Bloomberg News

Natural Gas Advances First Day in Six on Hot Weather Outlook

June 20, 2011

June 20 (Bloomberg) -- Natural gas futures gained for the first time in six days on forecasts of above-normal temperatures that may increase demand for the power-plant fuel.

Gas futures climbed as much as 1.1 percent after forecasters including MDA EarthSat Weather in Rockville, Maryland, predicted hotter-than-normal weather in the central U.S. from June 30 through July 4.

“It’s hot in the South, especially in Texas and Oklahoma,” said Ed Kennedy, a trader at INTL Hencorp Futures LC in Miami. “But we’re going to need a change in supply and demand to break out of this trading range, and I don’t see it yet.”

Natural gas for July delivery rose 0.4 cent to $4.329 per million British thermal units at 12:24 p.m. on the New York Mercantile Exchange. The futures have declined 1.7 percent this year.

Gas futures had dropped to $4.279, the lowest intraday price since May 26.

The high temperature in New York on June 28 may be 81 degrees Fahrenheit (27 Celsius), 1 below normal, according to AccuWeather Inc. in State College, Pennsylvania. The high in Houston may be 94 degrees, 2 above normal.

Cooling demand in the north-central U.S. may be 7 percent below normal from June 26 through June 30, David Salmon, a meteorologist at Weather Derivatives in Belton, Missouri, said in a note to clients today.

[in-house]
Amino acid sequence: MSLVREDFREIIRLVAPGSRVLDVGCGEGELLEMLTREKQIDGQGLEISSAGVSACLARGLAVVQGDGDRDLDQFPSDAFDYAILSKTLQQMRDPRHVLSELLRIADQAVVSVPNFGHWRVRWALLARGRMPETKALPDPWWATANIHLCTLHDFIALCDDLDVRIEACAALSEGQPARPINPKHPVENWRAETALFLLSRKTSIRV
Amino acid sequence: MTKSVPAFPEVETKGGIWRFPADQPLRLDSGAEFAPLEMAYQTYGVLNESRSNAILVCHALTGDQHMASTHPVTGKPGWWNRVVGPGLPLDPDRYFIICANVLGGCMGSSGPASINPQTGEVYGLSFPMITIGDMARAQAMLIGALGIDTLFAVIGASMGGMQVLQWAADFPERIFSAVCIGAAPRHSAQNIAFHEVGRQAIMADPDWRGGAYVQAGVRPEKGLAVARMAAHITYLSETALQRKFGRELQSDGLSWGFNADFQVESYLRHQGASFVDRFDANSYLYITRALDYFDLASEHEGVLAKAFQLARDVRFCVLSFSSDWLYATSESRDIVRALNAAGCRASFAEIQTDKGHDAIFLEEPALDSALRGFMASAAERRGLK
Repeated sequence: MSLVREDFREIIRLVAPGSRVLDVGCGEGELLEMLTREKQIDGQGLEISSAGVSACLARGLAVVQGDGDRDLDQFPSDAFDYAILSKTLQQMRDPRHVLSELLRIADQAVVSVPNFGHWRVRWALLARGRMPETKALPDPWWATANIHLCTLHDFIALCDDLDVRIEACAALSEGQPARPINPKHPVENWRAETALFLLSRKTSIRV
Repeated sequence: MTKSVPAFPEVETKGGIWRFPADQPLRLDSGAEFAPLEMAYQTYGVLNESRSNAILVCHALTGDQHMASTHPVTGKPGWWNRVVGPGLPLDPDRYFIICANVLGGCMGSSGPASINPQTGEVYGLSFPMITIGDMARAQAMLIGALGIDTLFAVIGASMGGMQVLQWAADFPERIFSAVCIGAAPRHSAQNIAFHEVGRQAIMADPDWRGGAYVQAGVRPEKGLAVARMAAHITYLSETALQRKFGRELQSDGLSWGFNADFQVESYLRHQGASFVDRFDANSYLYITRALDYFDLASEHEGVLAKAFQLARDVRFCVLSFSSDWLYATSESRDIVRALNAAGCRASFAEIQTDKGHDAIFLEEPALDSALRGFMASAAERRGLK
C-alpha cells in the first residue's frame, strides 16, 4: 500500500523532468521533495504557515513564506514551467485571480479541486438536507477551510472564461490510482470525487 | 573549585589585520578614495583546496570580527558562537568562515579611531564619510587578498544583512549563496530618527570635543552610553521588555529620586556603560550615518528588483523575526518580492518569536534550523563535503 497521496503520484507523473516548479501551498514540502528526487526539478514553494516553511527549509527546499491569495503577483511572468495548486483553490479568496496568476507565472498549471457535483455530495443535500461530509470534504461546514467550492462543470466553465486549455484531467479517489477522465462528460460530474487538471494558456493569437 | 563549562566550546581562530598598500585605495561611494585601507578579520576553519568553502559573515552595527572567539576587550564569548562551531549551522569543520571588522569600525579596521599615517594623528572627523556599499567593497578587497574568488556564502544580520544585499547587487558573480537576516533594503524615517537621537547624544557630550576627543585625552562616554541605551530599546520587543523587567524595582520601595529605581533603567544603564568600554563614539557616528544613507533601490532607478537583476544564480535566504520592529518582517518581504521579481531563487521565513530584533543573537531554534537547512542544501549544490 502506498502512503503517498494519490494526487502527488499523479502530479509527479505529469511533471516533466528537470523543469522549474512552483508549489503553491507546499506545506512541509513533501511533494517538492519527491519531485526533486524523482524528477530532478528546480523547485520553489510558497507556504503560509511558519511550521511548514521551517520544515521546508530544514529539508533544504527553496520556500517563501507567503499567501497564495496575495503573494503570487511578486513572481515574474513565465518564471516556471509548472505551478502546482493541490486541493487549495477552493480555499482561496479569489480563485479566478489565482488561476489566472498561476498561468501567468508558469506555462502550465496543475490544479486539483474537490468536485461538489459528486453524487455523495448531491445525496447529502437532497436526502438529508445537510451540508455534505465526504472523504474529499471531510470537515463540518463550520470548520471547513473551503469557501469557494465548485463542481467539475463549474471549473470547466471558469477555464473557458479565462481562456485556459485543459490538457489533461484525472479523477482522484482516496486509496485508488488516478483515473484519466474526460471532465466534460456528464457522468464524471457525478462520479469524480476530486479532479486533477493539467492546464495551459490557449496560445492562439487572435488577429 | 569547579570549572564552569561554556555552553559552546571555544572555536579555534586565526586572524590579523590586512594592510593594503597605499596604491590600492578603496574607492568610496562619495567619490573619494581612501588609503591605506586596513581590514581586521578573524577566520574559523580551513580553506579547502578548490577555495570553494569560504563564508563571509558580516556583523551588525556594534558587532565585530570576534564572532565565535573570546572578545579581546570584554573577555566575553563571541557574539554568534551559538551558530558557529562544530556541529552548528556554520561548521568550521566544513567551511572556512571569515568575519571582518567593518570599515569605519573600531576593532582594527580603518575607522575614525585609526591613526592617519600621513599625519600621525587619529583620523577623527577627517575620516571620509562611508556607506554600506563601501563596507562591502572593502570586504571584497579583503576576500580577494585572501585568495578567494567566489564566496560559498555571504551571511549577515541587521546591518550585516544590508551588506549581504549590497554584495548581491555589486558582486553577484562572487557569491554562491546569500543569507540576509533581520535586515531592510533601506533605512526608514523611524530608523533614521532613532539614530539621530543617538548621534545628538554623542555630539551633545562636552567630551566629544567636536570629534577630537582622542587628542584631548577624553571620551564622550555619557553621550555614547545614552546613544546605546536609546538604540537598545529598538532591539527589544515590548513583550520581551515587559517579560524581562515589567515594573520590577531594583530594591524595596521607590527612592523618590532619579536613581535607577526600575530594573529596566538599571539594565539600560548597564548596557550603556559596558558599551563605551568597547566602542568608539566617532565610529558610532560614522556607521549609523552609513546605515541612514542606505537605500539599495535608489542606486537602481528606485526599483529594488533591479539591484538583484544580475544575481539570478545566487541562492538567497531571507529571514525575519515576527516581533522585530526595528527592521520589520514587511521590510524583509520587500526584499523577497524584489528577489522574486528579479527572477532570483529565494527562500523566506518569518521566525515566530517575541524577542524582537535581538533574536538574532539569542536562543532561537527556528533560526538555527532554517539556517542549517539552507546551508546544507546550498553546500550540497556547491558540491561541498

Power plants use about 30 percent of the nation’s gas supplies, according to the Energy Department.

Gas Stockpiles

Gas inventories are below average levels for this time of year. Stockpiles rose 69 billion cubic feet in the week ended June 10 to 2.256 trillion, 3.3 percent below the five-year average for the week and 10.9 percent below year-earlier levels, according to the Energy Department.

The number of U.S. natural gas rigs dropped by nine to 870 last week, the lowest level since May 20, according to data released June 17 by Baker Hughes Inc.

The combined oil and gas rig count rose by five to 1,860, the highest level since November 2008, Baker Hughes said on its website.

--Editors: Bill Banker, Richard Stubbe

To contact the reporter on this story: Christine Buurma in New York at;

To contact the editor responsible for this story: Dan Stets at

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